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Kristen Shilton

TSN Toronto Maple Leafs Reporter


TORONTO — Maple Leafs forward Zach Hyman has a sprained MCL in his right knee and will miss at least two weeks, but head coach Sheldon Keefe says his team “shouldn't miss a beat” during his absence with reinforcements already on the way.

The Leafs’ winger was injured in the second period of Toronto’s 3-2 overtime loss to the Canucks in Vancouver on Sunday, moving through the neutral zone when Alex Edler’s outstretched right leg tripped him up. Hyman left the game and would not return, while Edler was assessed a five-minute major penalty and game misconduct. The Canucks’ defenceman was subsequently suspended for two games by the NHL’s Department of Player Safety on Monday. 

In the wake of Hyman’s loss, there’s help on the horizon, too. Toronto’s trade deadline acquisition Nick Foligno is nearly done his mandatory seven-day quarantine, and is scheduled to join the Leafs in Winnipeg on Wednesday ahead of their clashes with the Jets on Thursday and Saturday. 

That’s just one of the reasons Keefe will accept no excuses during this latest patch of adversity.

“What injuries do is creates opportunities for others," Keefe said after Monday’s practice. ​It forces some change and different things. We've got other people that can fill in. We've played without important people throughout the season and played some of our best hockey when we've missed guys. We've just got to give Hyms time to get healthy and know he'll come back strong. Our team shouldn't miss a beat.”

Hyman has been a jack-of-all-trades throughout his career in Toronto, capable of playing any role throughout the lineup while consistently being a top producer offensively. His 15 goals in 43 games this season are second only to Auston Matthews, and he’s fourth overall in points with 33. 

A key contributor on the penalty kill and power play, Hyman paces all Leafs’ forwards in shorthanded ice time (1:58/game) and chips in regular minutes (1:30/game) on the man advantage. 

The versatile forward, who is set to become an unrestricted free agent at the end of this season, has a recent history of knee injuries. He tore the ACL in his right knee – the same knee he injured on Sunday – during the first round of the NHL playoffs in 2019 and required surgery, putting into perspective how much worse this current ailment could have been.

“If he can get himself back in two weeks that would be great news for us,” Keefe said. “These types of hits and the type of contact can have some pretty bad results so we'll take it. Our team will just press on. We'll miss him, but other people will step up and that in itself will make us a stronger group here down the stretch.”

Having Foligno in the wings cushions the blow as well. The team is supposed to arrive in Winnipeg late on Wednesday and will be greeted by the former Columbus Blue Jackets’ captain, fresh from a week-long isolation.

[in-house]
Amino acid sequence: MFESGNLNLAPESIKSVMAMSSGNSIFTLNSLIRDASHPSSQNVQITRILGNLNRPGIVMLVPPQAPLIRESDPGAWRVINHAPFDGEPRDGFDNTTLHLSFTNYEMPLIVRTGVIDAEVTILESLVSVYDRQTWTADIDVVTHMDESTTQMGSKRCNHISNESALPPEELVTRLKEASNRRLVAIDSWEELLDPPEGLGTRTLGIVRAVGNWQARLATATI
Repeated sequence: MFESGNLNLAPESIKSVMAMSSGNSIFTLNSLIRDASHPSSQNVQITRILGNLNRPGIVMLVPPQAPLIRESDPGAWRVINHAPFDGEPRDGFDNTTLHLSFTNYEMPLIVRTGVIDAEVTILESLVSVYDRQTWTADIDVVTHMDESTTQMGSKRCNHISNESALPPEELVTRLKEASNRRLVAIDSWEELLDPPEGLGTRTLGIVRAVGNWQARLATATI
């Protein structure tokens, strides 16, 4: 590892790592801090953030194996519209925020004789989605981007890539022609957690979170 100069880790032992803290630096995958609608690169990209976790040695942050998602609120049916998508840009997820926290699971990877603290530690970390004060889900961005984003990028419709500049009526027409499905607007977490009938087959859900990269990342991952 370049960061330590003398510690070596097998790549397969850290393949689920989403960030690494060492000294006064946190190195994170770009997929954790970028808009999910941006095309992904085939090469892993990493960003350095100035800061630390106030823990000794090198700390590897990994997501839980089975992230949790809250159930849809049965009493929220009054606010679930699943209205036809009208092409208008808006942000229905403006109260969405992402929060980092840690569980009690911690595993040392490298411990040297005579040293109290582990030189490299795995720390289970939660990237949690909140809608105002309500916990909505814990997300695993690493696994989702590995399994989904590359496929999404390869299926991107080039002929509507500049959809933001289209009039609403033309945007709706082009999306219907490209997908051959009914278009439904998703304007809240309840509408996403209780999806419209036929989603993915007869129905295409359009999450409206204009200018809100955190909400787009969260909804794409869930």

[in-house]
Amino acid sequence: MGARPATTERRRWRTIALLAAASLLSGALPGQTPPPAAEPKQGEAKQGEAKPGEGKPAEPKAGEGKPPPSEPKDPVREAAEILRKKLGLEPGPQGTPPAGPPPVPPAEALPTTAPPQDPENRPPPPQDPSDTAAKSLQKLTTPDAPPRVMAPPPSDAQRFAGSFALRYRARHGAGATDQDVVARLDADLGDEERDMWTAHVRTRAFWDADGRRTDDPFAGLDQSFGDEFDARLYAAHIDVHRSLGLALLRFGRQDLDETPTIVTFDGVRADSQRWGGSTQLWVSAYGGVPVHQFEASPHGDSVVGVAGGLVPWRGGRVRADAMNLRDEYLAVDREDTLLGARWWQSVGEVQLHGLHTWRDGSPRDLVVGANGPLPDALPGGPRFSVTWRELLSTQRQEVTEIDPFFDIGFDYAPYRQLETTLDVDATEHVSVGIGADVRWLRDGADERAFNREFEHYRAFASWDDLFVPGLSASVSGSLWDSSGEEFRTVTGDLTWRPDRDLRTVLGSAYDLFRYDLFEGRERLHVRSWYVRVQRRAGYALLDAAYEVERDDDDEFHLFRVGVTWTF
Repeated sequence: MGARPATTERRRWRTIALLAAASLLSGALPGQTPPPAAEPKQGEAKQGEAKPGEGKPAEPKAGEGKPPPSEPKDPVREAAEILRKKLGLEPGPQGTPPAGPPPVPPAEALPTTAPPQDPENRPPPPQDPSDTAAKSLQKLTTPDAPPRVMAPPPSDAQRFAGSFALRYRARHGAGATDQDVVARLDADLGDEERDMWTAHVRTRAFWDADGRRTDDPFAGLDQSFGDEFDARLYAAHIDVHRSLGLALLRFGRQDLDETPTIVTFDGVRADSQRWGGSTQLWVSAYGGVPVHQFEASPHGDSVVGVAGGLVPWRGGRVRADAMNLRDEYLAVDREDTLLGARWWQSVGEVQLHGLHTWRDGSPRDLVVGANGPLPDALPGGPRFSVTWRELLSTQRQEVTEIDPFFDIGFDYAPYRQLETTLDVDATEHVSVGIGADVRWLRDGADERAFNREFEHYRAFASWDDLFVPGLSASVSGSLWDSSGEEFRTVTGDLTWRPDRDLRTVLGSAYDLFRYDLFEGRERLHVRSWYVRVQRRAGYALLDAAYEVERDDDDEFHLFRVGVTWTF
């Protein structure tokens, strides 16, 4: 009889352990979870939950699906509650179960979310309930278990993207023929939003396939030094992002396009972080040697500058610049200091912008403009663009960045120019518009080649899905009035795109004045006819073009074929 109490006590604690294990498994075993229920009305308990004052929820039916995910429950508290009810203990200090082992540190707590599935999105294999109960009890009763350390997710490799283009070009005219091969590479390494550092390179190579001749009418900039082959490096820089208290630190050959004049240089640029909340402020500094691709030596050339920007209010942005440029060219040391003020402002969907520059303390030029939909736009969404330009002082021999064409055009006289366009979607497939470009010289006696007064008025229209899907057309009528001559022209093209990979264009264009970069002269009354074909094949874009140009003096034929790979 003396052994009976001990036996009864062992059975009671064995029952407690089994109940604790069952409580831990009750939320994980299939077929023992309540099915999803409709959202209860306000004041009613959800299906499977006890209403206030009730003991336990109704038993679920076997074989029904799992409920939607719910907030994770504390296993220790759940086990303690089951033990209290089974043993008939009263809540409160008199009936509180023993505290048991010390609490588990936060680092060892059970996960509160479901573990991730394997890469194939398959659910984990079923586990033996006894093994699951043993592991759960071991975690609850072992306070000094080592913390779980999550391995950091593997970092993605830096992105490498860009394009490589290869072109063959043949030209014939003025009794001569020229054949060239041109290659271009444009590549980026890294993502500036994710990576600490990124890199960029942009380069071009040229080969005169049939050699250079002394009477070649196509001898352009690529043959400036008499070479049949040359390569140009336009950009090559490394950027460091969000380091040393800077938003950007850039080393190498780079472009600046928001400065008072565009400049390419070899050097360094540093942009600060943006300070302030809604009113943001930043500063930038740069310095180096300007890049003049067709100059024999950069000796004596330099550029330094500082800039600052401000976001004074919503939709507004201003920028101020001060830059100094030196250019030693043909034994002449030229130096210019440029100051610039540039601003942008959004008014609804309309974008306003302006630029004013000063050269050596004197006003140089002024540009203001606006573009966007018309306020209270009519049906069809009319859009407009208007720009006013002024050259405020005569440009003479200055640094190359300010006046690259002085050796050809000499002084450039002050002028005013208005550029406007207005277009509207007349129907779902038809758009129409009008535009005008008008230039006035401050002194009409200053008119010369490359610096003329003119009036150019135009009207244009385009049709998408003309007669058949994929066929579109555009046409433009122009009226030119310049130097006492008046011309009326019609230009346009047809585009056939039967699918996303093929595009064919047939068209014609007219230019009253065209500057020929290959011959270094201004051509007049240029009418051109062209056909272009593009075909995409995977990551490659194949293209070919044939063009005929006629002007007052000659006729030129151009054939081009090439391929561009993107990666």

“It's going to be nice to see Nick when we get out there and welcome him to our team,” Keefe said. “It will certainly give us a boost at a time that you lose a significant piece to your team. Whether it's injuries, performance, whatever it is, you need to be able to have answers to questions that come up.”

Before Toronto starts heading back east, there’s one more game against the Canucks looming on Tuesday. And what the Leafs’ lineup will look like remains to be seen. 

In a strange turn, William Nylander was singled out at Monday’s practice by having to don a grey seater generally reserved for taxi squad players. The winger just returned Sunday from a five-game absence due to COVID-19 protocols and scored the opening salvo for Toronto in Sunday’s overtime loss. 

Nylander did not take reps in his usual spot on the Leafs’ power play and only stepped into a regular line rush when Ilya Mikheyev left practice for unknown reasons. Keefe said the demotion for Nylander was caused by a disciplinary issue that could affect whether he plays on Tuesday.

“It was a simple [as Nylander] was late for a meeting here this morning and his status was that he wasn't going to play tomorrow,” Keefe said. “And so we had him on the outside here for today for practice and we're going to discuss it and reassess it for tomorrow night's game.”

Toronto has come down hard on players in the past for tardiness. Last season, former winger Kasperi Kapanen was benched for a night after missing a scheduled team meeting. But Keefe’s potential change of heart with Nylander appeared to stem from Mikheyev’s unexplained departure from Monday’s session. 

Mikheyev had been the first Leaf on the ice for practice, and then spent a couple minutes talking to trainer Paul Ayotte on the bench prior to high-tailing it off. Keefe had no update on him after, and said Mikheyev is “questionable” for Tuesday’s game. If he is unable to play, Keefe would have little choice but to slot Nylander back in. 

And it’s hard to argue that wouldn’t be in Toronto’s best interest. The Leafs are riding a four-game winless streak into Tuesday night, and haven’t scored more than two goals in any of those outings. Nylander already has one against the Canucks on this trip, and the Leafs will be eyeing more production – from whomever is tapped to play – on Tuesday. 

“We're a team that's [done] well for a long period of time, we’ve proven that we're one of the better teams, and we just need to stick to our foundation,” said Jason Spezza. “I feel like right now, we [need to] know what works for us and appreciate the process of this time of year. We have some big games coming up and it’s good for us to just keep working away.”